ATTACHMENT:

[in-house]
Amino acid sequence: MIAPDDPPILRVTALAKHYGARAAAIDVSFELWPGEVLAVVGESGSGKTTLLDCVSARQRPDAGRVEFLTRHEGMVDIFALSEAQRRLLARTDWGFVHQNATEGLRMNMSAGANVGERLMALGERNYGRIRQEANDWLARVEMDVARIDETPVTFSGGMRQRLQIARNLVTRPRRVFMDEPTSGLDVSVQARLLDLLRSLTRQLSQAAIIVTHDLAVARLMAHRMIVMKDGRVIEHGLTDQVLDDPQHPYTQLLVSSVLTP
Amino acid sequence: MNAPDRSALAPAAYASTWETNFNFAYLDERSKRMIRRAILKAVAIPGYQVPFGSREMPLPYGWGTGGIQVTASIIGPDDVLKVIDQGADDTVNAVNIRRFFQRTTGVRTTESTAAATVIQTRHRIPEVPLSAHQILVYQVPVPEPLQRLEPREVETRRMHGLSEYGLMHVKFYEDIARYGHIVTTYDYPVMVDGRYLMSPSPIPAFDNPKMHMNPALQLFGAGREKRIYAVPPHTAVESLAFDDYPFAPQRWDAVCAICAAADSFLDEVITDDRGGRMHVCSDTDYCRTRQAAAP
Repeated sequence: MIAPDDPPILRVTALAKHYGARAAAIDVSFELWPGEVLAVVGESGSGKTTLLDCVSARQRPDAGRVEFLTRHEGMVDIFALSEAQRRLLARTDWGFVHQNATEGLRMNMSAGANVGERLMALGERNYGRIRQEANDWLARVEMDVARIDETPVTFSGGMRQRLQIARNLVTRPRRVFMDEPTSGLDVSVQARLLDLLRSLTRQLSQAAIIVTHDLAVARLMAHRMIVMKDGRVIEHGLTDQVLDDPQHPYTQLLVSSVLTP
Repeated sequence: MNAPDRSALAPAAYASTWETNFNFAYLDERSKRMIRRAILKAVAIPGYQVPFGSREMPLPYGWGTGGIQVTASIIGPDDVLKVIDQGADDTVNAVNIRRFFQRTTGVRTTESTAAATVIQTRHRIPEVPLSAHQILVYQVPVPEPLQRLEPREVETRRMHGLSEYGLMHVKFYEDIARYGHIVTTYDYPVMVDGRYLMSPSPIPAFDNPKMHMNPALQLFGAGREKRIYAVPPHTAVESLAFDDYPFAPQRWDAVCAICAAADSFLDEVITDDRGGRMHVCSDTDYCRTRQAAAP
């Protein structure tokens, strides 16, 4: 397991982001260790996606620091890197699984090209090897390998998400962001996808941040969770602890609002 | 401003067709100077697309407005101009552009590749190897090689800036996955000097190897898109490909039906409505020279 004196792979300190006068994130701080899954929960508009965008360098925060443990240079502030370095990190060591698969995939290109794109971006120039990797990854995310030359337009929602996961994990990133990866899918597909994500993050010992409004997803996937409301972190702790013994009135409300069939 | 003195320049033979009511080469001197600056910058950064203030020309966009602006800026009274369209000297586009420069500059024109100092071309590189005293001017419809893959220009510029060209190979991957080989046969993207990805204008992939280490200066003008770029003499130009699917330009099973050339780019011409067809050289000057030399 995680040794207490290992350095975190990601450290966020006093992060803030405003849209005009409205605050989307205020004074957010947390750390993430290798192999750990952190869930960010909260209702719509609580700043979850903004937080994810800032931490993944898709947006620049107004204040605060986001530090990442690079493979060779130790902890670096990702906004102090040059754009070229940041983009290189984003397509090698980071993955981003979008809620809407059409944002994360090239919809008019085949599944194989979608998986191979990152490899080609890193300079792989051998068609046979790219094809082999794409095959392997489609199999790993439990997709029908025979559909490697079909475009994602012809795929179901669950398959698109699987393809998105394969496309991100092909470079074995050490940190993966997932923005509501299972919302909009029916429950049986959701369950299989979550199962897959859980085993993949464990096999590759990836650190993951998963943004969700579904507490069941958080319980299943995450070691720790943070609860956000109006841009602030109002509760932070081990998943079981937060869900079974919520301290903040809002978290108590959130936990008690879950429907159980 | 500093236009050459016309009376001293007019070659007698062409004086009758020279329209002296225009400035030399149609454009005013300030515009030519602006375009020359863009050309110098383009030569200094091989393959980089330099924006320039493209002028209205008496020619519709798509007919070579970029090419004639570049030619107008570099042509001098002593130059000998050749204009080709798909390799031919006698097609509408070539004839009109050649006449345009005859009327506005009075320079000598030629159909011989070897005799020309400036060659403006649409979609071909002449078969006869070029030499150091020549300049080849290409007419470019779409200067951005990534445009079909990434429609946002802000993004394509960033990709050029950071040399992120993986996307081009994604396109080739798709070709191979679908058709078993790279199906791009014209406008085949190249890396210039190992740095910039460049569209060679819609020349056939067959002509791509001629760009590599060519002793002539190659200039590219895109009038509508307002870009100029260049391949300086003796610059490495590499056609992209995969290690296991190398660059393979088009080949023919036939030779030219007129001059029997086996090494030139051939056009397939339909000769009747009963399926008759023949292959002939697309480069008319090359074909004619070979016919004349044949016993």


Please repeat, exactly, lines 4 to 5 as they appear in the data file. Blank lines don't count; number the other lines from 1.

Repeated sequence: MIAPDDPPILRVTALAKHYGARAAAIDVSFELWPGEVLAVVGESGSGKTTLLDCVSARQRPDAGRVEFLTRHEGMVDIFALSEAQRRLLARTDWGFVHQNATEGLRMNMSAGANVGERLMALGERNYGRIRQEANDWLARVEMDVARIDETPVTFSGGMRQRLQIARNLVTRPRRVFMDEPTSGLDVSVQARLLDLLRSLTRQLSQAAIIVTHDLAVARLMAHRMIVMKDGRVIEHGLTDQVLDDPQHPYTQLLVSSVLTP
Repeated sequence: MNAPDRSALAPAAYASTWETNFNFAYLDERSKRMIRRAILKAVAIPGYQVPFGSREMPLPYGWGTGGIQVTASIIGPDDVLKVIDQGADDTVNAVNIRRFFQRTTGVRTTESTAAATVIQTRHRIPEVPLSAHQILVYQVPVPEPLQRLEPREVETRRMHGLSEYGLMHVKFYEDIARYGHIVTTYDYPVMVDGRYLMSPSPIPAFDNPKMHMNPALQLFGAGREKRIYAVPPHTAVESLAFDDYPFAPQRWDAVCAICAAADSFLDEVITDDRGGRMHVCSDTDYCRTRQAAAP